Youth Conservation

A passion for fishing should also mean a passion for the environment

Editor’s Note: Each year, participants at Trout Unlimited regional Youth Fly Fishing and Conservation summer camps are invited to enter the TU Teen Camp Essay Contest. The prompt for 2019 was “Why is conservation important to fly fishing?” We received many wonderful entries and are pleased to share the top five essays over the course of this week. To find a camp near you in 2020, visit

By Justin Hardie — Honorable Mention

The week I spent last summer at New Hampshire TU Youth Trout Camp was phenomenal. I learned so much about fly fishing, fly tying and conservation. Our group conducted stream studies and collected stoneflies, caddis, mayflies, midges and terrestrials. I greatly enjoyed fishing every day and caught plenty of browns, rainbows and smallmouth bass.

As fun as the fishing was, more importantly, I learned that we need to keep our waterways clean and clear so that we and future generations can continue to enjoy fly fishing. Fly fishing isn’t only about catching fish. It is about living with nature and maintaining natural resources. NH Trout camp stressed that the future of fly fishing starts with today’s awareness and contribution to the conservation and preservation of all wildlife.

Everyone needs to do their part to keep their local watersheds clean and healthy. From picking up and disposing of small pieces of trash to helping rebuild a blown-out stream, there are always opportunities to improve our watersheds.

At Trout Camp, I learned there are several conservation groups dedicated to keeping our streams fishable through stocking and restoration efforts. After camp, I joined one of these groups, the Northern Virginia Chapter of Trout Unlimited. I have attended meetings, tied some flies that were donated to Wounded Warriors, participated in a fly-fishing adventure (where I out-fished almost all of the other participants) and have volunteered to help with stocking two of our local streams, Holmes Run and Accotink Creek.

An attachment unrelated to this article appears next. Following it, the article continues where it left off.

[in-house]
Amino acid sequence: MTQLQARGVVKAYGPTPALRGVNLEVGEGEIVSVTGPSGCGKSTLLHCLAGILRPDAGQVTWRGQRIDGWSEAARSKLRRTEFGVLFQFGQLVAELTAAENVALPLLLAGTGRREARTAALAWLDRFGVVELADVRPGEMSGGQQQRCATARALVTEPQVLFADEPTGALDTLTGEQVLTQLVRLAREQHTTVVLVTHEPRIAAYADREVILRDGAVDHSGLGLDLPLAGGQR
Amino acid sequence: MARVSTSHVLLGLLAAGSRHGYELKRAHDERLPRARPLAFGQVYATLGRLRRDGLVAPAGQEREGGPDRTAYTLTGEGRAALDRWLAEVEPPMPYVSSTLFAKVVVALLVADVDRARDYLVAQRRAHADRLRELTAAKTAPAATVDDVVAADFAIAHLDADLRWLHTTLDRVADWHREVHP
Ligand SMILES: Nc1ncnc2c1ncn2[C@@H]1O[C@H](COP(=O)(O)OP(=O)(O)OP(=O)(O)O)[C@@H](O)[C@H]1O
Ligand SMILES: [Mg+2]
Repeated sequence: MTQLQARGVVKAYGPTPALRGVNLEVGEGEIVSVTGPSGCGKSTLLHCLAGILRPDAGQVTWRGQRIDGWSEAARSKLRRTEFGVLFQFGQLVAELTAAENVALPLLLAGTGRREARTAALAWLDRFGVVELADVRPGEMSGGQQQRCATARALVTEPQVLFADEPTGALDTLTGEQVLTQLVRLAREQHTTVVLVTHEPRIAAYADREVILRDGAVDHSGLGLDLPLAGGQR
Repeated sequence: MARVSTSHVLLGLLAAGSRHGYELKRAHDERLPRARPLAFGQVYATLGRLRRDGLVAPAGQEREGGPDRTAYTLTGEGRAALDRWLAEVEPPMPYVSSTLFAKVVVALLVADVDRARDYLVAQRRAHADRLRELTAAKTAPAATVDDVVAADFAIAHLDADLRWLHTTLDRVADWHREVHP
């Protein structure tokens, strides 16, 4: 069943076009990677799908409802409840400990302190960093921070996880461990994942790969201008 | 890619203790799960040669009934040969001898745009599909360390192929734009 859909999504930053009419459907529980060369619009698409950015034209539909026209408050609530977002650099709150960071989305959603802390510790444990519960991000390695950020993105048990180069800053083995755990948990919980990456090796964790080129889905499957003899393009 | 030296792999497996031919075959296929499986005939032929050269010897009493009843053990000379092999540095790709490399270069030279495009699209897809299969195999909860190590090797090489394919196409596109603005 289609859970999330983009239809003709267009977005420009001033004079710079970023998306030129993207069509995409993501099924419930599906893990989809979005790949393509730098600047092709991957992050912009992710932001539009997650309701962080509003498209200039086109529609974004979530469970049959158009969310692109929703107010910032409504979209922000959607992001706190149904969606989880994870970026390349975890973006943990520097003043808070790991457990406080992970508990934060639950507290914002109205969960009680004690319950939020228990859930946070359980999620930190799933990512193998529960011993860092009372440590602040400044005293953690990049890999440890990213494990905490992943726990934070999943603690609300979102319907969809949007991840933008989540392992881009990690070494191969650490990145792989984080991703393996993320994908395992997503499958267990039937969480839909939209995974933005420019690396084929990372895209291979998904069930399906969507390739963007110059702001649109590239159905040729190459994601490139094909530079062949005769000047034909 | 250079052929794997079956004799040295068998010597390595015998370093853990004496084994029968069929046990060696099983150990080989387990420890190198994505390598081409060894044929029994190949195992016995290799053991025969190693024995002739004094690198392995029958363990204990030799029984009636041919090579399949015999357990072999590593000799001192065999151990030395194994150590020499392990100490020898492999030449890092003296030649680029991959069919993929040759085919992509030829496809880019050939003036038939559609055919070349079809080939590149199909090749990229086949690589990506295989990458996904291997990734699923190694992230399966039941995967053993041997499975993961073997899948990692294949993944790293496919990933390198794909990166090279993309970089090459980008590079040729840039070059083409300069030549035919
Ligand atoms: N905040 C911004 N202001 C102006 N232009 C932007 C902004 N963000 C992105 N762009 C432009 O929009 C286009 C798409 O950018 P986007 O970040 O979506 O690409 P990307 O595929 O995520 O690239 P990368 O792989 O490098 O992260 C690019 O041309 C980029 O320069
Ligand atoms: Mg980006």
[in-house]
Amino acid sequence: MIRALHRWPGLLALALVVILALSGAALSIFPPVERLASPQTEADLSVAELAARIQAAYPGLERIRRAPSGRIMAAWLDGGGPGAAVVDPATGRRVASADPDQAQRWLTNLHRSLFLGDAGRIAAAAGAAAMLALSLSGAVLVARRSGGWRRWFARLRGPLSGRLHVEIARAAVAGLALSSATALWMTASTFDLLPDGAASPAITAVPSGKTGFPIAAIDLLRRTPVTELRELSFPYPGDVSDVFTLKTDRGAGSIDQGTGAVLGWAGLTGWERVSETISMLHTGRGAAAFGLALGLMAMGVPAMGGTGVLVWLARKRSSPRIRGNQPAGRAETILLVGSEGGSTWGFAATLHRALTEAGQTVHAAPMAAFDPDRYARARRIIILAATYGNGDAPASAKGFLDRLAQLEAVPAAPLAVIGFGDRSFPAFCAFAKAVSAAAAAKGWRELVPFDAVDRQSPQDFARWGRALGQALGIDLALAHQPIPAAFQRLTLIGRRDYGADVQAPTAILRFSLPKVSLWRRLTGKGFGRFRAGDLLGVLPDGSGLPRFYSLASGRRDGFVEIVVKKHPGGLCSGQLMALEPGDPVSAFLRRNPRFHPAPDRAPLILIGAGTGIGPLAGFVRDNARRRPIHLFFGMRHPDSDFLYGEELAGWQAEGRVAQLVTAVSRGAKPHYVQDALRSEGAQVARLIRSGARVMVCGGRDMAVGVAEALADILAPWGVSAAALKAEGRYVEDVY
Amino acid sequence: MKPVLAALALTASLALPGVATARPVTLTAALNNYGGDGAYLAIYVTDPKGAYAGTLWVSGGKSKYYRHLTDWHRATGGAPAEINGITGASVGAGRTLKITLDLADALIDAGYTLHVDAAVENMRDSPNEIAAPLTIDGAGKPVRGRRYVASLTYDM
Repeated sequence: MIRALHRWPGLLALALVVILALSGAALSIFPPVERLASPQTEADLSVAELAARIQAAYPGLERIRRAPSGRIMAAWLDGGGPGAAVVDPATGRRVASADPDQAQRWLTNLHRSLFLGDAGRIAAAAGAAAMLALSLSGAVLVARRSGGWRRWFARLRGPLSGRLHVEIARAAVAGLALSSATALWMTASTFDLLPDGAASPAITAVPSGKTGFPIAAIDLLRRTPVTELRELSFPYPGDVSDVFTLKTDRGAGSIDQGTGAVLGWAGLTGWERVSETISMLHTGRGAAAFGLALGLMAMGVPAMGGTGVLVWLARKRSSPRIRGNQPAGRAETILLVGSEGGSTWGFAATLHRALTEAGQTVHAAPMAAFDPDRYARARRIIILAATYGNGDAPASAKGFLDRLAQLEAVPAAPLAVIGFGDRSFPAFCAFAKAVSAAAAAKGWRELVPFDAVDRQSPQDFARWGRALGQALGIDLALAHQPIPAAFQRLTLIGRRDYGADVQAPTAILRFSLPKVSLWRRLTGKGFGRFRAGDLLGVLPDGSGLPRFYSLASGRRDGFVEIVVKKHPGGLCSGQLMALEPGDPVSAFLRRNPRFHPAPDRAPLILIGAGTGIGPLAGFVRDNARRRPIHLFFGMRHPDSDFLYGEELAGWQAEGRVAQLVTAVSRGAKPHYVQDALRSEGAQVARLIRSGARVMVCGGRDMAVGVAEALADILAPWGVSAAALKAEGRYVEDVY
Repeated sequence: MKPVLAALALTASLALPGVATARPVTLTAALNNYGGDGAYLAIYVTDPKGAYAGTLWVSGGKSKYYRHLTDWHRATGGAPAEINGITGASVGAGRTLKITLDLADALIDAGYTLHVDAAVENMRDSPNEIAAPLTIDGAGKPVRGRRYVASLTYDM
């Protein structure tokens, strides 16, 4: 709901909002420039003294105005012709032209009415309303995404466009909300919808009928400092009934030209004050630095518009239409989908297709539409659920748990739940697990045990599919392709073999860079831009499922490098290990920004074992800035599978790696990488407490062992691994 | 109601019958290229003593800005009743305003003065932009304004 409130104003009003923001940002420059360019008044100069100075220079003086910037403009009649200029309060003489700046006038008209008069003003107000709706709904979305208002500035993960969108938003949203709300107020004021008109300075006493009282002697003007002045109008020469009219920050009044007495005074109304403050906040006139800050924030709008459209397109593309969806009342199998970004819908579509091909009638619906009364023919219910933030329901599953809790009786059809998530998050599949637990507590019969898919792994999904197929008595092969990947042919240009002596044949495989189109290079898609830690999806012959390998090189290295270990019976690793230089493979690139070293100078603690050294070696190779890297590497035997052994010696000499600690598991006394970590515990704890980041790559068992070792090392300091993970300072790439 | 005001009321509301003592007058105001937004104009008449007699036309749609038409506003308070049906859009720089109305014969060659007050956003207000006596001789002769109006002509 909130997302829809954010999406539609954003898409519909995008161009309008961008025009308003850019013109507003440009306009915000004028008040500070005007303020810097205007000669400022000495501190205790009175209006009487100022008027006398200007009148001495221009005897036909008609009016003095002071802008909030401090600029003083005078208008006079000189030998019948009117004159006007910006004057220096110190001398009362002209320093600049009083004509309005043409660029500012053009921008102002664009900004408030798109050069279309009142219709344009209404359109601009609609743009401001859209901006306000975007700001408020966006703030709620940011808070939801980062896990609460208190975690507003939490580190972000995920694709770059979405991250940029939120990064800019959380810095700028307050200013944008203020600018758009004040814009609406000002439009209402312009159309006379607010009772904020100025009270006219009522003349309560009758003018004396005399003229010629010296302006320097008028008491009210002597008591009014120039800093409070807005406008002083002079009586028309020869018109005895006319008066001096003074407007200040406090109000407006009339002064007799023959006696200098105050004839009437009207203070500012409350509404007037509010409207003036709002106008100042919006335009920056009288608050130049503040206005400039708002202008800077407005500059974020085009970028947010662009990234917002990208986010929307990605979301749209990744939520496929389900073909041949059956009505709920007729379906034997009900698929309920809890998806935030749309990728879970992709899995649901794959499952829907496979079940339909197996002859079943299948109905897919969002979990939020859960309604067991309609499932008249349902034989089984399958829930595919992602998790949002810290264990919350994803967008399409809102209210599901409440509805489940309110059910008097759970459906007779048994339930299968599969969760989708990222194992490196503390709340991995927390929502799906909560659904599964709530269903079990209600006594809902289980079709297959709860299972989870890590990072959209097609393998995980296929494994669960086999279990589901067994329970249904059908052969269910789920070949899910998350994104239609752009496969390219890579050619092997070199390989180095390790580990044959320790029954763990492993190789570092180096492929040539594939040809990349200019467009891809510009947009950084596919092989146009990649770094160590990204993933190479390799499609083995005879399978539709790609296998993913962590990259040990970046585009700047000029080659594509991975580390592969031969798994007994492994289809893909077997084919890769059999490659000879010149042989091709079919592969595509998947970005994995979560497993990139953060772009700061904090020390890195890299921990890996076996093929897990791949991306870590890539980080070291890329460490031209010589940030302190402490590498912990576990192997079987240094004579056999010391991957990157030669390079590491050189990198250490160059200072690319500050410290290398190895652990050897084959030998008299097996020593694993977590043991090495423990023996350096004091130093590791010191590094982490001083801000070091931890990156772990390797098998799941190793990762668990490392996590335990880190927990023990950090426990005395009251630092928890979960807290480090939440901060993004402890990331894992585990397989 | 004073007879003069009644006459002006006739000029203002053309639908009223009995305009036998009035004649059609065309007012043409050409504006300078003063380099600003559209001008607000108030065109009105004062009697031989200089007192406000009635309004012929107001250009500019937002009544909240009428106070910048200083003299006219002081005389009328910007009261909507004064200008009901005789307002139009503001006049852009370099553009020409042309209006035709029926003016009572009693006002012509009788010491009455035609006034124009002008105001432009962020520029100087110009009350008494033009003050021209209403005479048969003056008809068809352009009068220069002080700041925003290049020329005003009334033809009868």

With all the important education I have received from both NH Trout Camp and Trout Unlimited, I am focusing my efforts to preserve fisheries not only at my waterways but also at my fly tying desk.

I have improved all of my previously tied flies by squishing down any barb hooks that cause more damage to the delicate trout. All of the new hooks that I am using to tie now are barbless. Besides causing less damage to the fish, I have found barbless hooks to have another benefit. The barbless hooks almost always pop out automatically when netting the fish. I am also determined not to fish or tie with any lead products.

Instead of using lead split-shot, I am adding more weight to my flies with tungsten beads. These are more expensive, but safer for the water and for the fish if they end up swallowing them.

I also ensure that before I handle any trout that my hands are wet. Trout have a special slime on them and dry hands remove more of the protective slime that help the fish fight off infections.

NH TU Youth Trout Camp was not only a great learning experience for me, it was also the highlight of my summer. I met many new friends that share my same passion for fly fishing and the outdoors. All of the volunteers and guides were extremely knowledgeable and helpful. I even had the opportunity to learn the technique of swinging wet flies with Alan Karg, an amazing wet fly specialist. I really appreciate all of the time and work by the camp organizers and staff. I loved the opportunity to learn more about my passion of fly fishing and I look forward to camp next year. Thanks so much for the wonderful experience.

Justin is a member of the Northern Virginia Trout Unlimited Chapter and attended the New Hampshire Youth Trout Camp. 

By Trout Unlimited Staff.